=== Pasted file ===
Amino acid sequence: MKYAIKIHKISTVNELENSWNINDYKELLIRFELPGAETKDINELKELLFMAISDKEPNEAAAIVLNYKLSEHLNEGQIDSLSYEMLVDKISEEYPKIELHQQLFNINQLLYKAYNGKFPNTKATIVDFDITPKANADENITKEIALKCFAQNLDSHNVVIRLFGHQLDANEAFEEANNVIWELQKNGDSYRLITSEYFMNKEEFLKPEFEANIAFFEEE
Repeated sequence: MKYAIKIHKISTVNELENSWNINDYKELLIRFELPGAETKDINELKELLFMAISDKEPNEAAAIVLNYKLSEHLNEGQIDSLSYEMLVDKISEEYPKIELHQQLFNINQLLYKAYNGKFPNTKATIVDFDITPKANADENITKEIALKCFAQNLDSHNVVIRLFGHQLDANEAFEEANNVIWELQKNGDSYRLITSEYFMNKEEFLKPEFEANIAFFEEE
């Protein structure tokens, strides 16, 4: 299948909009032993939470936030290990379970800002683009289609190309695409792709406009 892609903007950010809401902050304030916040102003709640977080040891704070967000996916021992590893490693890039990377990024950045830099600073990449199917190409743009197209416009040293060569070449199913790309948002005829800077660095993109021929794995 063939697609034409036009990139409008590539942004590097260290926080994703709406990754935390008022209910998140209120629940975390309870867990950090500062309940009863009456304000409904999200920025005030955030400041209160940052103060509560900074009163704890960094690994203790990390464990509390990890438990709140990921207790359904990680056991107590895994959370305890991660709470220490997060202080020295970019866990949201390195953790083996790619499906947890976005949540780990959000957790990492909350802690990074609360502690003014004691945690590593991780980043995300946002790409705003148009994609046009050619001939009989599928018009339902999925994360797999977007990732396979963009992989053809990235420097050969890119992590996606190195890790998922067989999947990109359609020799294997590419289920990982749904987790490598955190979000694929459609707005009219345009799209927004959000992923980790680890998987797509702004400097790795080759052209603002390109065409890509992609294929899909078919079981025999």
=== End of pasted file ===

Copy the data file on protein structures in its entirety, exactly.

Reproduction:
Amino acid sequence: MKYAIKIHKISTVNELENSWNINDYKELLIRFELPGAETKDINELKELLFMAISDKEPNEAAAIVLNYKLSEHLNEGQIDSLSYEMLVDKISEEYPKIELHQQLFNINQLLYKAYNGKFPNTKATIVDFDITPKANADENITKEIALKCFAQNLDSHNVVIRLFGHQLDANEAFEEANNVIWELQKNGDSYRLITSEYFMNKEEFLKPEFEANIAFFEEE
Repeated sequence: MKYAIKIHKISTVNELENSWNINDYKELLIRFELPGAETKDINELKELLFMAISDKEPNEAAAIVLNYKLSEHLNEGQIDSLSYEMLVDKISEEYPKIELHQQLFNINQLLYKAYNGKFPNTKATIVDFDITPKANADENITKEIALKCFAQNLDSHNVVIRLFGHQLDANEAFEEANNVIWELQKNGDSYRLITSEYFMNKEEFLKPEFEANIAFFEEE
């Protein structure tokens, strides 16, 4: 299948909009032993939470936030290990379970800002683009289609190309695409792709406009 892609903007950010809401902050304030916040102003709640977080040891704070967000996916021992590893490693890039990377990024950045830099600073990449199917190409743009197209416009040293060569070449199913790309948002005829800077660095993109021929794995 063939697609034409036009990139409008590539942004590097260290926080994703709406990754935390008022209910998140209120629940975390309870867990950090500062309940009863009456304000409904999200920025005030955030400041209160940052103060509560900074009163704890960094690994203790990390464990509390990890438990709140990921207790359904990680056991107590895994959370305890991660709470220490997060202080020295970019866990949201390195953790083996790619499906947890976005949540780990959000957790990492909350802690990074609360502690003014004691945690590593991780980043995300946002790409705003148009994609046009050619001939009989599928018009339902999925994360797999977007990732396979963009992989053809990235420097050969890119992590996606190195890790998922067989999947990109359609020799294997590419289920990982749904987790490598955190979000694929459609707005009219345009799209927004959000992923980790680890998987797509702004400097790795080759052209603002390109065409890509992609294929899909078919079981025999």